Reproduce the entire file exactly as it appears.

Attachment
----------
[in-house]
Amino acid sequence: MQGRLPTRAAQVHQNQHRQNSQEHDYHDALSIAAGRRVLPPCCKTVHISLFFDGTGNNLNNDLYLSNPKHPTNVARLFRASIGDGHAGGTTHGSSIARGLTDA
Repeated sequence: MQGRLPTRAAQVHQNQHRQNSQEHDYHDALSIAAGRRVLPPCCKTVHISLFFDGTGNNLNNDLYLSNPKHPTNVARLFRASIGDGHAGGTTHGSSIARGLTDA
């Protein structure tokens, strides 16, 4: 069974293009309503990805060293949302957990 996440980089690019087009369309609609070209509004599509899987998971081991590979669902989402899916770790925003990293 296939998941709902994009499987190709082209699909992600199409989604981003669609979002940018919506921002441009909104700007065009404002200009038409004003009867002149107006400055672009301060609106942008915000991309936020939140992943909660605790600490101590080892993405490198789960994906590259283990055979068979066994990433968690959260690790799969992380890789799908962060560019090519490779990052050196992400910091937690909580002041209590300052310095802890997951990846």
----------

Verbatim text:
[in-house]
Amino acid sequence: MQGRLPTRAAQVHQNQHRQNSQEHDYHDALSIAAGRRVLPPCCKTVHISLFFDGTGNNLNNDLYLSNPKHPTNVARLFRASIGDGHAGGTTHGSSIARGLTDA
Repeated sequence: MQGRLPTRAAQVHQNQHRQNSQEHDYHDALSIAAGRRVLPPCCKTVHISLFFDGTGNNLNNDLYLSNPKHPTNVARLFRASIGDGHAGGTTHGSSIARGLTDA
């Protein structure tokens, strides 16, 4: 069974293009309503990805060293949302957990 996440980089690019087009369309609609070209509004599509899987998971081991590979669902989402899916770790925003990293 296939998941709902994009499987190709082209699909992600199409989604981003669609979002940018919506921002441009909104700007065009404002200009038409004003009867002149107006400055672009301060609106942008915000991309936020939140992943909660605790600490101590080892993405490198789960994906590259283990055979068979066994990433968690959260690790799969992380890789799908962060560019090519490779990052050196992400910091937690909580002041209590300052310095802890997951990846």